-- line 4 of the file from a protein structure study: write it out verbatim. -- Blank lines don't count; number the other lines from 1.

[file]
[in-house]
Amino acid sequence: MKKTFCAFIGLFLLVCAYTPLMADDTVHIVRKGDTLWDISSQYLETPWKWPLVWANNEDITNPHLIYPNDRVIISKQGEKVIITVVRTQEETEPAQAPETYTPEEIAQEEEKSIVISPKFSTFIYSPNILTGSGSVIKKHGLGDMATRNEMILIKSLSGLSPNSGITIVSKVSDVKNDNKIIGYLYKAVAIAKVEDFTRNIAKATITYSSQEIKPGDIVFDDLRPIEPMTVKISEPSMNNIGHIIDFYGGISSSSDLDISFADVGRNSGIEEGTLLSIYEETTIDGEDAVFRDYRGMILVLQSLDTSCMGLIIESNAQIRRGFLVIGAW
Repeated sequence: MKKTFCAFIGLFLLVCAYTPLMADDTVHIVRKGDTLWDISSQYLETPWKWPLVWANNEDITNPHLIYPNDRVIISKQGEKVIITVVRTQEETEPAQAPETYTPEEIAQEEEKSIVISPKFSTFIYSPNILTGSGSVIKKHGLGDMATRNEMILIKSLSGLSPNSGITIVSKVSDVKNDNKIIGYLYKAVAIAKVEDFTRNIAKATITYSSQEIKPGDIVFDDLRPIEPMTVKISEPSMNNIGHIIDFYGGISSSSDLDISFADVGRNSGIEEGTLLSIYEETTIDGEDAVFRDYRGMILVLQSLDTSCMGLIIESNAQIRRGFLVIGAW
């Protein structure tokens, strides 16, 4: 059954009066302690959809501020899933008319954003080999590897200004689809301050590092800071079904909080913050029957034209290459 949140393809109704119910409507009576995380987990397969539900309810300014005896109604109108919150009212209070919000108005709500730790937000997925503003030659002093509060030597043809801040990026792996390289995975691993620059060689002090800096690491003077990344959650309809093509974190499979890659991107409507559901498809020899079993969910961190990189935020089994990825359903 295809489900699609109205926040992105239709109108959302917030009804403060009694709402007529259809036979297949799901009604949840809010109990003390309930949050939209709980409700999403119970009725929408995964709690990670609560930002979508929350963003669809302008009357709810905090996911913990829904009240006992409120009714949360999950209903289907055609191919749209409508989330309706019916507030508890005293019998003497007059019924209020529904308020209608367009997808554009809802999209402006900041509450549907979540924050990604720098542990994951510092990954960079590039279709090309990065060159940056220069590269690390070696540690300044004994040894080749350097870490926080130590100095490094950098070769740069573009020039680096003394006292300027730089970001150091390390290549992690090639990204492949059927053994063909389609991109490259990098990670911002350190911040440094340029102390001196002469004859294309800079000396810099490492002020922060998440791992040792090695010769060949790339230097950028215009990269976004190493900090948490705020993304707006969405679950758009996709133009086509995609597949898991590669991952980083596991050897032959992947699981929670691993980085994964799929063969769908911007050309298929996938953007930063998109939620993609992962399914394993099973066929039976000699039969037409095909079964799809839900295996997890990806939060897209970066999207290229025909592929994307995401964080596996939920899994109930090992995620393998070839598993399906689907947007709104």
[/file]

């Protein structure tokens, strides 16, 4: 059954009066302690959809501020899933008319954003080999590897200004689809301050590092800071079904909080913050029957034209290459 949140393809109704119910409507009576995380987990397969539900309810300014005896109604109108919150009212209070919000108005709500730790937000997925503003030659002093509060030597043809801040990026792996390289995975691993620059060689002090800096690491003077990344959650309809093509974190499979890659991107409507559901498809020899079993969910961190990189935020089994990825359903 295809489900699609109205926040992105239709109108959302917030009804403060009694709402007529259809036979297949799901009604949840809010109990003390309930949050939209709980409700999403119970009725929408995964709690990670609560930002979508929350963003669809302008009357709810905090996911913990829904009240006992409120009714949360999950209903289907055609191919749209409508989330309706019916507030508890005293019998003497007059019924209020529904308020209608367009997808554009809802999209402006900041509450549907979540924050990604720098542990994951510092990954960079590039279709090309990065060159940056220069590269690390070696540690300044004994040894080749350097870490926080130590100095490094950098070769740069573009020039680096003394006292300027730089970001150091390390290549992690090639990204492949059927053994063909389609991109490259990098990670911002350190911040440094340029102390001196002469004859294309800079000396810099490492002020922060998440791992040792090695010769060949790339230097950028215009990269976004190493900090948490705020993304707006969405679950758009996709133009086509995609597949898991590669991952980083596991050897032959992947699981929670691993980085994964799929063969769908911007050309298929996938953007930063998109939620993609992962399914394993099973066929039976000699039969037409095909079964799809839900295996997890990806939060897209970066999207290229025909592929994307995401964080596996939920899994109930090992995620393998070839598993399906689907947007709104």